“(Coach) Wick came off the sideline and didn’t have too many nice things to say about the play,” McKivitz said. “That’s one of the five or six plays during film study where I wanted to hide my head.”

Had McKivitz recognized blitz he would’ve pushed out on Harvey, leaving guard Kyle Bosch to handle defensive end Spencer Benton (46) one-one-one. But the double-team call had already occurred and West Virginia’s linemen are still acclimating to the snap tempo of first-year center Matt Jones.

“With the change at center, there’s a new rhythm of snapping,” Bosch said. “We’re all honed in on the ball and, unfortunately, you bring up an edge pressure and sometimes it bites us on the butt. That’s tough. In that scenario it just sucks. It’s a catch-22 and sometimes you get burned.”

(Note: Bosch recalled a play at TCU, where he was alerting the line to a third-and-long exterior blitz when the snap occurred and “I’m still in my stance for a half-second” after the ball’s in play.)

The second play in this sequence shows McKivitz at his best, pulling inside and pancaking the Cyclones’ top tackler Lanning.

“I got him down a couple of times,” McKivitz said. “It was fun because I didn’t get to pull much as a tackle in high school.”


Don’t bash Grier’s interception

Fans decried WVU throwing deep on third-and-5 in a clock-chewing situation, and Tuberville joined the critics.

“I don’t understand the call,” he said. “They needed 5 yards for a first down to keep running the clock, but they tried to go deep and the play wasn’t there.”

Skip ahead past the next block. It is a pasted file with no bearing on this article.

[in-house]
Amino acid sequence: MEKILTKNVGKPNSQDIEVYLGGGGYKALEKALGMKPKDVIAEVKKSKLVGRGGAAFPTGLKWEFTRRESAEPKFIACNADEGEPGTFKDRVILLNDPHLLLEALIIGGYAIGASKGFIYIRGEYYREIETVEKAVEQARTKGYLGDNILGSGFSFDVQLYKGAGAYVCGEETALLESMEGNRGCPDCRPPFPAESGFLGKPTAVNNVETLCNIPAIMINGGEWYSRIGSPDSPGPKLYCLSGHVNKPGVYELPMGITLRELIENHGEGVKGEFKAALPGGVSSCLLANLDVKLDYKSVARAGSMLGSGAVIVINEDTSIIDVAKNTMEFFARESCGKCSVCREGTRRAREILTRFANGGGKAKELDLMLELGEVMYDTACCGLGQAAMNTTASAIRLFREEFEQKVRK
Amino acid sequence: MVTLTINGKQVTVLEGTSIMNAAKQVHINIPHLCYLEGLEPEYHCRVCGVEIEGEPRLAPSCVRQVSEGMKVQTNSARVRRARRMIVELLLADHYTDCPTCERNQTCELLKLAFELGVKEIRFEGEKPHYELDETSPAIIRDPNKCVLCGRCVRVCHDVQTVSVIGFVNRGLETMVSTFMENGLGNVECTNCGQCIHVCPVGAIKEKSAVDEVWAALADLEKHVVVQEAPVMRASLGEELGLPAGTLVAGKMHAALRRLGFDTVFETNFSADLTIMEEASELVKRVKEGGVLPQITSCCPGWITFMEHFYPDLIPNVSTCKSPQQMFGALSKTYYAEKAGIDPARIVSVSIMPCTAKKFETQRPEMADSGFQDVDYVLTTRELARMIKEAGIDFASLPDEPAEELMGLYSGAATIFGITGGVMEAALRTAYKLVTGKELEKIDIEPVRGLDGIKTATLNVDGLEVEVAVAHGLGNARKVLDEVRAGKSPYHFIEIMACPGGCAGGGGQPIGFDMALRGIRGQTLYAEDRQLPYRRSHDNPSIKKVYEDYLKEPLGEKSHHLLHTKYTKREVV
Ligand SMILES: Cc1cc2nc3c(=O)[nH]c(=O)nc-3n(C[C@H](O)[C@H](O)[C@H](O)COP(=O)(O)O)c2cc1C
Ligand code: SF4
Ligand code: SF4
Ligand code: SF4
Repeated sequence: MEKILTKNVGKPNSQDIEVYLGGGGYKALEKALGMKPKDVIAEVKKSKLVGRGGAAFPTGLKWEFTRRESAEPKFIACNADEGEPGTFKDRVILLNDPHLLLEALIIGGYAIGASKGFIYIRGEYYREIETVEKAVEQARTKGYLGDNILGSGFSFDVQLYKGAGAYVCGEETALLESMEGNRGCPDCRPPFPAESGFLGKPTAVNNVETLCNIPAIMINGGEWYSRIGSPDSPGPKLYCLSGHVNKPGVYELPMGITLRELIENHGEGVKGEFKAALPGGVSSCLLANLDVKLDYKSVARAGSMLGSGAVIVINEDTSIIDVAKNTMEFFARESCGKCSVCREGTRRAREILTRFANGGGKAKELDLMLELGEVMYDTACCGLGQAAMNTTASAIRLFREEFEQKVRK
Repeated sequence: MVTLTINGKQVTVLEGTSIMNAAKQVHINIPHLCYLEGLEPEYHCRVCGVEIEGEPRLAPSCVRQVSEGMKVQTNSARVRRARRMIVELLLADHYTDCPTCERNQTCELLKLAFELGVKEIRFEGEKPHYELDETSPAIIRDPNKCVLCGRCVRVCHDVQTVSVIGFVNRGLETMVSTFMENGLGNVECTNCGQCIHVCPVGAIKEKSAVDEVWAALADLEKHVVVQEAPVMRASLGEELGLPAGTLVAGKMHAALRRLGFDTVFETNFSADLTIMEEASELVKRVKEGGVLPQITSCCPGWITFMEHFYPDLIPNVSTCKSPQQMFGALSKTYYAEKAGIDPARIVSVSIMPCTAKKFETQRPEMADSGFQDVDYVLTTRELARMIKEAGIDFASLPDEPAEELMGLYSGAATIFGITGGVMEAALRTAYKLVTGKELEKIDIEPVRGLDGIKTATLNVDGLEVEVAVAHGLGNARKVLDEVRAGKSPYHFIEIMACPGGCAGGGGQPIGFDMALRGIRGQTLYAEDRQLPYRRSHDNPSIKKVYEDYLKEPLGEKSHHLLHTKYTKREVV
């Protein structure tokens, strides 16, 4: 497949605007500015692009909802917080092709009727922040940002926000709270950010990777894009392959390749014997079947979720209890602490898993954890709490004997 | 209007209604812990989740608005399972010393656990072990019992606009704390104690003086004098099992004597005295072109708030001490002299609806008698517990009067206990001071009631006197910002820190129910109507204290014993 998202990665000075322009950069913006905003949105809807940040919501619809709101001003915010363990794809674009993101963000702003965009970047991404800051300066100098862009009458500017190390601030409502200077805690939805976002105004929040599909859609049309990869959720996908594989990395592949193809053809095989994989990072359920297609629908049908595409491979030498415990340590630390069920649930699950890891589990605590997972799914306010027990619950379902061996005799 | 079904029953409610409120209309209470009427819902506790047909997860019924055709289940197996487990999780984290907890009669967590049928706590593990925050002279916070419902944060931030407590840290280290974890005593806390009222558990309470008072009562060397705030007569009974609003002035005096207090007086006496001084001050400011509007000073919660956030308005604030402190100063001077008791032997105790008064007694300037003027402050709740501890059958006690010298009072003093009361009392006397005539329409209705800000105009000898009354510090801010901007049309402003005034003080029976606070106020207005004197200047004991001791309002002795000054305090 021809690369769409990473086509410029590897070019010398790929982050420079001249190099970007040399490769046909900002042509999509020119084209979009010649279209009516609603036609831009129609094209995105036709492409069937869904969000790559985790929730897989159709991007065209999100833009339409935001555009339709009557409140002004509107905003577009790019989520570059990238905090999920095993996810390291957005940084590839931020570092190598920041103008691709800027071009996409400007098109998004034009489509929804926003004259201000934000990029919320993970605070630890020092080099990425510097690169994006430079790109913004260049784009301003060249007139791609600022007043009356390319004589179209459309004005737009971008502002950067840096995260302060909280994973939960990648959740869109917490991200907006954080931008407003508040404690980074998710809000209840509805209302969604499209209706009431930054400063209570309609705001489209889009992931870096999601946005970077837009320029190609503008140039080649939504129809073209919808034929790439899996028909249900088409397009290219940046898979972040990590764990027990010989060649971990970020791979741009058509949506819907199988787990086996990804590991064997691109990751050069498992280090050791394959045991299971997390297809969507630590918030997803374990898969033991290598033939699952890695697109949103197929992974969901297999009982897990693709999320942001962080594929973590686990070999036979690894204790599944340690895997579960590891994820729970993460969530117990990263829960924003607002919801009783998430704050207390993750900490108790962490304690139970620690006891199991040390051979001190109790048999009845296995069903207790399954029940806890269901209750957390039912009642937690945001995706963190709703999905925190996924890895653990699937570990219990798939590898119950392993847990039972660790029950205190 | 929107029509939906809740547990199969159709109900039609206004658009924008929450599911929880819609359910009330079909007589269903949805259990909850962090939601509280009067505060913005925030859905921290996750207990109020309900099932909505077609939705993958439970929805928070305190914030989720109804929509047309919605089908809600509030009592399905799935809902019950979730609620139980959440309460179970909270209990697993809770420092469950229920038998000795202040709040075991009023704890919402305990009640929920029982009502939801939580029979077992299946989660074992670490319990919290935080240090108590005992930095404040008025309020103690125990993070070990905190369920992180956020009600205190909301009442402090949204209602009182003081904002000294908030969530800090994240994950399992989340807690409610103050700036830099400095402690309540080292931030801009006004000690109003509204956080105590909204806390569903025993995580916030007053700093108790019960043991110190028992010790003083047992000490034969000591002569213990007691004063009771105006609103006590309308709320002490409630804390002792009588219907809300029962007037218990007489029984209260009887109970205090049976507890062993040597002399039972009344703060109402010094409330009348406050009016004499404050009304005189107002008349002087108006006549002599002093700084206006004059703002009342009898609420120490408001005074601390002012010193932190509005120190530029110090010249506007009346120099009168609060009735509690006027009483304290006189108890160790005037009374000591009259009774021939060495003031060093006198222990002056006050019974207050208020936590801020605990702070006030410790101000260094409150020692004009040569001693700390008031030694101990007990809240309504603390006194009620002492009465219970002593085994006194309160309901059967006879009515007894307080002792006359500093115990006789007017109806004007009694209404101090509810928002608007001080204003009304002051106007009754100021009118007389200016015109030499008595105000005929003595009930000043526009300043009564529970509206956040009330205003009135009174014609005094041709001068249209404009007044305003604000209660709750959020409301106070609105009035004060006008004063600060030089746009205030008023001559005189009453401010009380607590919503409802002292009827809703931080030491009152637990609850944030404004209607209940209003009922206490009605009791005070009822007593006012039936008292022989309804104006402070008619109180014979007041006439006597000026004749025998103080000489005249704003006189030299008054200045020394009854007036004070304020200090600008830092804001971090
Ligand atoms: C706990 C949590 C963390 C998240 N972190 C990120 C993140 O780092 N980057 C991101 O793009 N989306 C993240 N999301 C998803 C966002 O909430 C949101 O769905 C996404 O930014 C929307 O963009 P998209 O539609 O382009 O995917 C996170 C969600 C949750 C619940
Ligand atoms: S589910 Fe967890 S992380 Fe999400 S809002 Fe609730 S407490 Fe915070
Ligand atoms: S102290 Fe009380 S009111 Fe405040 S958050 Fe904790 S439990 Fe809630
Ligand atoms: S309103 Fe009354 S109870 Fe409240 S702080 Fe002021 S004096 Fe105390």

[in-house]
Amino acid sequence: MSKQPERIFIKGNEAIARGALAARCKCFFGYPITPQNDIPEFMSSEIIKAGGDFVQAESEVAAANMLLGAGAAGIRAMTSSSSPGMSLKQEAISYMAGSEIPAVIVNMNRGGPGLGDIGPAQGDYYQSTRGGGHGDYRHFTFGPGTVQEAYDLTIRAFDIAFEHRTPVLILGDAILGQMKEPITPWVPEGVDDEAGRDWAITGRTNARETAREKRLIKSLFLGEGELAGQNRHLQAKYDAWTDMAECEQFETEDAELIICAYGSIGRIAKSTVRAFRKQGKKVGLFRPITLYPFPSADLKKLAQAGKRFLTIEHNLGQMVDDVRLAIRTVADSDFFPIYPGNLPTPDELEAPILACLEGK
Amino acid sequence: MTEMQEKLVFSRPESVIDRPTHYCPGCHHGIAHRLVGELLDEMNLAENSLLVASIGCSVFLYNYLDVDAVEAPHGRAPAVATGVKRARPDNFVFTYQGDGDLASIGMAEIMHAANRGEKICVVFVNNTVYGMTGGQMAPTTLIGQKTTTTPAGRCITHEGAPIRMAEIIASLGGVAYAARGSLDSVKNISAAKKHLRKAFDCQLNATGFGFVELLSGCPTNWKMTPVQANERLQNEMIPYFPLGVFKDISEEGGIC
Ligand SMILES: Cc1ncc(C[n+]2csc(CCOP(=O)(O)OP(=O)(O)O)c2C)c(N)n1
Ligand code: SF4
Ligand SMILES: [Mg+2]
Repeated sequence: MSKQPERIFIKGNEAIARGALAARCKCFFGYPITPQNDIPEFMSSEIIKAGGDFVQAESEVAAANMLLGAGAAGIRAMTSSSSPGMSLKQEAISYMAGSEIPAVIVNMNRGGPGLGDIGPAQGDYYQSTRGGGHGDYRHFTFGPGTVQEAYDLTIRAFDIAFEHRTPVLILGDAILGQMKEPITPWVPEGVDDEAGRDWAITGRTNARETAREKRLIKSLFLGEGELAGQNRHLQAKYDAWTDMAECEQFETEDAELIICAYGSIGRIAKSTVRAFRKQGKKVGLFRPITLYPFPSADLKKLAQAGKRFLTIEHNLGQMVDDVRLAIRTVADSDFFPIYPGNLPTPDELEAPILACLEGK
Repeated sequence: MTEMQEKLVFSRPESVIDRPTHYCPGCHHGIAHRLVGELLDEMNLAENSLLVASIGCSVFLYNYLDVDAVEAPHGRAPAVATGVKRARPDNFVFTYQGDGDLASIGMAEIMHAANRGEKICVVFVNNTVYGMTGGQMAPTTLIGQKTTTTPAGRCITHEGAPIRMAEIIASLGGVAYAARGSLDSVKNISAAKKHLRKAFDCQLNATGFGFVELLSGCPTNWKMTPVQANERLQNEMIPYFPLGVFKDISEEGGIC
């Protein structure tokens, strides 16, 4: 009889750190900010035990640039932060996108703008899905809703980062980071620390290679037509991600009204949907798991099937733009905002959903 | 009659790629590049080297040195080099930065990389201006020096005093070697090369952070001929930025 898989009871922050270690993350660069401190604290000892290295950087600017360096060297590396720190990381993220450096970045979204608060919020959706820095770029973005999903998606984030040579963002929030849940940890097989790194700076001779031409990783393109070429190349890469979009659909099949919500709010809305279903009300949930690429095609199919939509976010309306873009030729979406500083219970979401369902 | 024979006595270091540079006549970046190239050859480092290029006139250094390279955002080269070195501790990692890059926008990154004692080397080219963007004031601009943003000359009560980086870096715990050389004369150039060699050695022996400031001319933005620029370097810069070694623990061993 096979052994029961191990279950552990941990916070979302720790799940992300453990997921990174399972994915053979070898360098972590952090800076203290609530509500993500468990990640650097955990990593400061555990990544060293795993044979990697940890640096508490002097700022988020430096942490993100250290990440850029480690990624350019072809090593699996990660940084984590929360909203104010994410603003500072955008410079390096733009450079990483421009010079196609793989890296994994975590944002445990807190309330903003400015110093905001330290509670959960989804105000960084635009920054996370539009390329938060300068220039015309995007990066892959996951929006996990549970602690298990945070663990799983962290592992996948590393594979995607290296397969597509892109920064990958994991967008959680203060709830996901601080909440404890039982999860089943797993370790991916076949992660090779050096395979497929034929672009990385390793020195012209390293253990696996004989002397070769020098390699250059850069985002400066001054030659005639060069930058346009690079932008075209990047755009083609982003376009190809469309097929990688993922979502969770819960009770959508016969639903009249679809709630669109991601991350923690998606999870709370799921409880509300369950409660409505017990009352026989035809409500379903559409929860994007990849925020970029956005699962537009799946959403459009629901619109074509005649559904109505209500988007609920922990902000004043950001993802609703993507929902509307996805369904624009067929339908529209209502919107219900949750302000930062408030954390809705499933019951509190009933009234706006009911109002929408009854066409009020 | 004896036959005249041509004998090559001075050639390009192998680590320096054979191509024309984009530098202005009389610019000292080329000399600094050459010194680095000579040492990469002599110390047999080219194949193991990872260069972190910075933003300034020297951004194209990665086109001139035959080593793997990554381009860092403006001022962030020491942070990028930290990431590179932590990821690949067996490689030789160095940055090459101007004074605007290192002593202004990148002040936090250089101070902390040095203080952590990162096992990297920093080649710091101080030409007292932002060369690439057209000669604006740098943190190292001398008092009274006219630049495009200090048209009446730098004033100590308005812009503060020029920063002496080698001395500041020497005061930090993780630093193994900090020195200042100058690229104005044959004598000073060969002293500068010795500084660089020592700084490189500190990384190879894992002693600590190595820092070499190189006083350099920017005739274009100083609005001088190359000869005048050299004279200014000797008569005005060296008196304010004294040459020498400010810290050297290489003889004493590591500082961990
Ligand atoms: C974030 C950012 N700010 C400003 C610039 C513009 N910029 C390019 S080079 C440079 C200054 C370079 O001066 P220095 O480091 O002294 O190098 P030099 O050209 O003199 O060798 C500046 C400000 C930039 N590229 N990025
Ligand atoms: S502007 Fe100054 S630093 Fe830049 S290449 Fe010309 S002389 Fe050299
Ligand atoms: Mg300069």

Actually the play was there, considering Sills had a step — and a six-inch height advantage — on cornerback D’Andre Payne. Grier checked into the deep route upon spotting a seven-man box and press coverage on Sills. Spavital wholly supported the change.

“I told Will I’d do that 100 times, so just keep doing it, keep trusting it,” the coordinator said. “They’ve got great continuity and I’ve seen Sills come down with that throw many times. He did on that same throw at Baylor.”

West Virginia’s 208 yards rushing boiled down to 4.4 per carry, lending some credence (in a vacuum) to the case for WVU running it twice in order to extend the drive. Then again, don’t overlook the short-yardage failures mentioned earlier seven-man box.

Likewise, don’t dismiss Grier averaging 12.4 yards per pass attempt Saturday, an increase of 4 yards over his season average.


Diamond brings different results

Some 63 of Kennedy McKoy’s 76 total yards came during the final 7:19, a relief effort sparked by fresh legs.

In this two-play sequence, West Virginia twice dusted off the diamond formation. The first snap resulted in a 16-yard gain thanks to defensive end JaQuan Bailey (19) pinching inside. That allowed tight end Trevon Wesco to kick out on the linebacker and Elijah Wellman to provide a trouble-free escort.

West Virginia tried it a second time a series later. Bailey didn’t crash down. McKoy didn’t make it out of his backfield.

“They’re great coaches,” Spavital said of Iowa State. “We came back with it again and they had it dialed up and stopped it for a 4-yard loss.”


Tonkery jumpstarts the defense

Dylan Tonkery never took so much needling for creating a turnover.

“He’ll probably never get an easier chance for a pick-six,” said linebackers coach David Scott. “But at least he knocked it up into the air long enough for Al to make the play.”

Al-Rasheed Benton made the lunging interception that stoked the Mountaineers to a 10-0 lead, and Tonkery made it happen in his first start at Sam linebacker. (Recall, he filled in at Will linebacker during David Long’s absence.)

Everything was predicated on a read by Tonkery, drawn down to the line of scrimmage by the pulling action from right guard Josh Knipfel (66). Tonkery saw tailback David Montgomery flaring, but Kyle Kempt didn’t see Tonkery — perhaps obscured by the hulking Knipfel.

As excited as the sideline became over the game’s first turnover, Tonkery continues being heckled about the pick-six that got away.

“It hasn’t ended yet,” he said Tuesday. “Everyone has said something to me at least once or twice about it.”